As Omicron continues to rage across the whole of the United States, Hawaii could see a fresh set of restrictions coming that may impact American travelers as well as foreign arrivals visiting soon.
The island-state is one of the most popular holiday destinations off the U.S. mainland, famous worldwide for its nature reserves, pristine beaches and unmatched nightlife.
Hawaii has been relatively open for tourism since the U.S. relaxed border controls for most of the world last November, including for vaccinated visitors from Canada and Europe, but even tighter measures are set to be put in place in order to battle a surge in new Covid cases.
How Serious Is The Situation In Hawaii Right Now And What Is Actually Being Considered?
As a result of the rapid Omicron spread, Hawaii ended 2021 with record daily cases and a wave of new hospital admissions, which are already placing a heavy burden on an already-strained health sector.
As of December 30, 88% of the state's population had received at least one dose of the vaccine, while 64% had been fully immunized. Despite the high vaccine uptake among Hawaiians, the government is still considering new health mandates in order to protect the islanders.
As reported, Hawaii's Lt. Gov. Josh Green seems to be pushing for even tighter travel rules, as Omicron threatens to overwhelm the island's health service and its limited medical centers.
More recently, Hawaiian authorities have already started requiring vaccination proof and negative Covid tests from international arrivals, whether they are U.S. citizens or not, bringing it in line with mainland border regulations.
When exactly any new travel rules will be set out, or what they will entail is still to be seen, though Green has suggested it may involve a booster requirement or further testing.
In his own words, “the recommendation should be that you're either boosted or tested, real straightforward, and I think that will come in the New Year”.
Green also hinted that there may be changes coming to Hawaii's Safe Travels program, which concerns mostly domestic travelers arriving from other U.S. states or territories.
What Do These Potential Changes Mean For Both American And Foreign Visitors?
We still do not know for certain when new measures will be enforced or what will be their precise nature. However, it has become clear from official statements made by Lt. Gov. Josh Green that more state-wide restrictions are on the table.
In the last few weeks, a number of countries in the European space have either set expiry dates on vaccine passports or re-enacted old familiar curbs on social life, with Austria going as far as requiring a booster shot of American and most non-European travelers.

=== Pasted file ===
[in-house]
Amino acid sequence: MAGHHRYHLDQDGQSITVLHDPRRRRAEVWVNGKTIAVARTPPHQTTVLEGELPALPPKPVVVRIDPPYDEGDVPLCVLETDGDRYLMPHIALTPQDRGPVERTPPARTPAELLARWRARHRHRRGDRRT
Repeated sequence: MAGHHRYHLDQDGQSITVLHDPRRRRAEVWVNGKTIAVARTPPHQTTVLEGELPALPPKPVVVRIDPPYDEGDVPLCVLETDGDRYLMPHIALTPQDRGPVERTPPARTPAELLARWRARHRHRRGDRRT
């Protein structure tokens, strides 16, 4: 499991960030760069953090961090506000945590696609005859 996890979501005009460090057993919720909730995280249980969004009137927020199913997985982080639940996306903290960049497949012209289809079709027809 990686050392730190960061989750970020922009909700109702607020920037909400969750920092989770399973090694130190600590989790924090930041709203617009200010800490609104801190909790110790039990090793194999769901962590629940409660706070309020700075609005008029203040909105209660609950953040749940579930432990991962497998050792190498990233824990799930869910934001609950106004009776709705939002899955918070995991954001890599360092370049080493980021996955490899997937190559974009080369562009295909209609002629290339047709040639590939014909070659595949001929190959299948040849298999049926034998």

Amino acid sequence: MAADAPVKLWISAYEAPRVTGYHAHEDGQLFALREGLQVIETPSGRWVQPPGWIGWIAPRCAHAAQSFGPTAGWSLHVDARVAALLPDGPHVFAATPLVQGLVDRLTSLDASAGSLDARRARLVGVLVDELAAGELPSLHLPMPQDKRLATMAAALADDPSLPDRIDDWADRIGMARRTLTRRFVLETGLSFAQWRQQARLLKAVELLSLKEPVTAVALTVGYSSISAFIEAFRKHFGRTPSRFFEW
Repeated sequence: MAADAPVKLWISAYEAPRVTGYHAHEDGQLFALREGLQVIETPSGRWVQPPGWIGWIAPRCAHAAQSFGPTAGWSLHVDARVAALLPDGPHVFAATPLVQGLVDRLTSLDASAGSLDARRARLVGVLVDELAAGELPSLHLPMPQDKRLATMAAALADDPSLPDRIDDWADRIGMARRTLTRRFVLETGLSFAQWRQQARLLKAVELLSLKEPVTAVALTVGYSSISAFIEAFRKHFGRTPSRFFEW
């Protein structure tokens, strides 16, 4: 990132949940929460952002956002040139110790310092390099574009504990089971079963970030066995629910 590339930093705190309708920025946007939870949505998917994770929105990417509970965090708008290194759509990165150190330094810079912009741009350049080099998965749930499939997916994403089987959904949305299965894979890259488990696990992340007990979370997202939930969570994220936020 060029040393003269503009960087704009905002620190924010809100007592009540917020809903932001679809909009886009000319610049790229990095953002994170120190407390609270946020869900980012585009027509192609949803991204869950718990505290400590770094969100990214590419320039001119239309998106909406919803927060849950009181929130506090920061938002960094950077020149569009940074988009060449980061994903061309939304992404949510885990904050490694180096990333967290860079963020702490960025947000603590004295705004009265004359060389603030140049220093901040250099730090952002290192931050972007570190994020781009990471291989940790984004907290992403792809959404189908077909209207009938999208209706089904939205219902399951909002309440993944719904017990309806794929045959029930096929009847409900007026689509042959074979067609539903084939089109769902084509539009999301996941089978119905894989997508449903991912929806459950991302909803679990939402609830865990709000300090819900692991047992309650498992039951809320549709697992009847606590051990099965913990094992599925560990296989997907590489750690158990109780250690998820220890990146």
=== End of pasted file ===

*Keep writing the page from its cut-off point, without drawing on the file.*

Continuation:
Thus, Green's suggestion that a third dose may be soon needed so travel routes can remain open is hardly a surprise when several nations have already turned to booster shots in their fight against the new highly-infectious variant.
On the other hand, as part of the U.S. and not a sovereign state, Hawaii is unlikely to be able to enact certain specific rules or issue travel bans on its own.
Individual states can, however, regulate on a number of Covid-related issues, such as imposing vaccine passes for entry into venues or mandatory mask wearing.
Have Any Changes To Hawaii's Safe Travels Program Already Been Made?
Surprisingly, at least for now, Hawaii's Safe Travels program has in fact relaxed its quarantine rules for visitors, aligning the Western state with the Department of Health‘s new guidelines.
With the change, should a domestic traveler receive a positive test in Hawaii, or other U.S. states, they can now expect to be in reclusion for only 5 days. Namely, half of the original self isolation period.
The news have certainly been welcomed by mainland visitors to Hawaii. As Jessica Lani Rich, a Visitor Aloha Society of Hawaii (VASH) representative states, there has been “an increase in calls” coming in from visitors who test positive while on vacation.
For Rich, the new shortened quarantine policy will allow infected individuals to “salvage” the remainder of their trip as opposed to simply flying back home at the next opportunity and avoiding the high costs of a longer stay.
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This article originally appeared on TravelOffPath.com
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